Early clinical outcomes of a novel self-expanding transapical transcatheter aortic valve bioprosthesis
Coronary obstruction remains a challenging complication of transcatheter aortic valve replacement; however, a new self-expanding transapical prosthesis may reduce this risk. The purpose of this study was to evaluate the early 1-year outcomes of patients with low coronary heights who received the Acurate TA bioprosthesis (Symetis, Ecublens, Switzerland).Methods:
Between May 2014 and April 2015, 30 consecutive patients (aged 85 ± 6 years, 63% were female, Society of Thoracic Surgeons score 8.4 ± 6.0) with severe, symptomatic aortic stenosis underwent transcatheter aortic valve replacement with the Acurate TA bioprosthesis. Relevant patient characteristics included reoperation in 47% (n = 14), peripheral vascular disease in 43% (n = 13), and porcelain aorta in 30% (n = 9). The mean left and right coronary heights were 10.8 ± 1.5 mm and 16.4 ± 4.1 mm, respectively, with a sinus of Valsalva: annular ratio of 1.3 ± 0.8.Results:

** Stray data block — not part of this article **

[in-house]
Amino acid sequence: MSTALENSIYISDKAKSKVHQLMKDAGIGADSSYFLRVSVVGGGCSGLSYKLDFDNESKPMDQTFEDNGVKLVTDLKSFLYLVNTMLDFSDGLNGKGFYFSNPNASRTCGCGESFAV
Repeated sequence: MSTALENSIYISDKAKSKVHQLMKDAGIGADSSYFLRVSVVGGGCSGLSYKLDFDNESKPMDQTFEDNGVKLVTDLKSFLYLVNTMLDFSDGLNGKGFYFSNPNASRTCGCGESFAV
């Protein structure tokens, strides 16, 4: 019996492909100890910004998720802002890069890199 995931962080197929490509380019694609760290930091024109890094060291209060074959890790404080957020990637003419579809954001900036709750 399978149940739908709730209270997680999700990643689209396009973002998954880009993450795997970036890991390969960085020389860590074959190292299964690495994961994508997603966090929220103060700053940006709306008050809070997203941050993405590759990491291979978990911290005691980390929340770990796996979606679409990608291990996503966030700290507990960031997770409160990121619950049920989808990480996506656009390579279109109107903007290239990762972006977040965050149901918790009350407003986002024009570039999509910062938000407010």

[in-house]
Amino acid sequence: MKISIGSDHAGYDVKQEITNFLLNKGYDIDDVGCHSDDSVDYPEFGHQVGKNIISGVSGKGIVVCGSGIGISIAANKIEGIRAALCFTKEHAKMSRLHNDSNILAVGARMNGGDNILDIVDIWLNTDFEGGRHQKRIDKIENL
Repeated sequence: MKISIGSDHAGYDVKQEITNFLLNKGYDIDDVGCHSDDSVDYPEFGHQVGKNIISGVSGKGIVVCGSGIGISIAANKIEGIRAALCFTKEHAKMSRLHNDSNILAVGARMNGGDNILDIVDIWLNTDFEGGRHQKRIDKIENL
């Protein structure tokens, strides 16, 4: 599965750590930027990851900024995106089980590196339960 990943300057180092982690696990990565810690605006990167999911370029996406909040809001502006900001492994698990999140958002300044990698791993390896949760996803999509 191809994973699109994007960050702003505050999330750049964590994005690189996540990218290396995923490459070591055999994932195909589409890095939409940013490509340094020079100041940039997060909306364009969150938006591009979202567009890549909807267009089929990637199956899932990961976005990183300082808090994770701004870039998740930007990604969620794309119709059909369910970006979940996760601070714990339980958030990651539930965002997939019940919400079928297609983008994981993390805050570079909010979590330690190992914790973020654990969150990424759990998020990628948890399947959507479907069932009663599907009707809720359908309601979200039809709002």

All 30 device implants were successful. The 30-day in-hospital mortality was 3.3% (n = 1), and no patients had coronary obstruction or stroke. One patient (3.3%) had apical rupture requiring cardiopulmonary bypass for repair, 1 patient (3.3%) had a localized femoral artery dissection, and 1 patient (3.7%) required a new pacemaker. There were no other complications. Mean and peak transaortic valve gradients decreased from 59 ± 17 and 84 ± 31 mm Hg to 14 ± 7 and 28 ± 12 mm Hg, respectively (P < .0005). No patients had more than mild paravalvular aortic insufficiency. At 30 days, there were no further complications and 96.7% (n = 29) were in New York Heart Association class I/II. Survival at 30 days and 1 year was 97% and 89%, respectively.Conclusions:
The Symetis Acurate TA device demonstrates high procedural success and excellent acute and 1-year patient outcomes. The device allows safe implantation in patients at higher risk for coronary artery obstruction.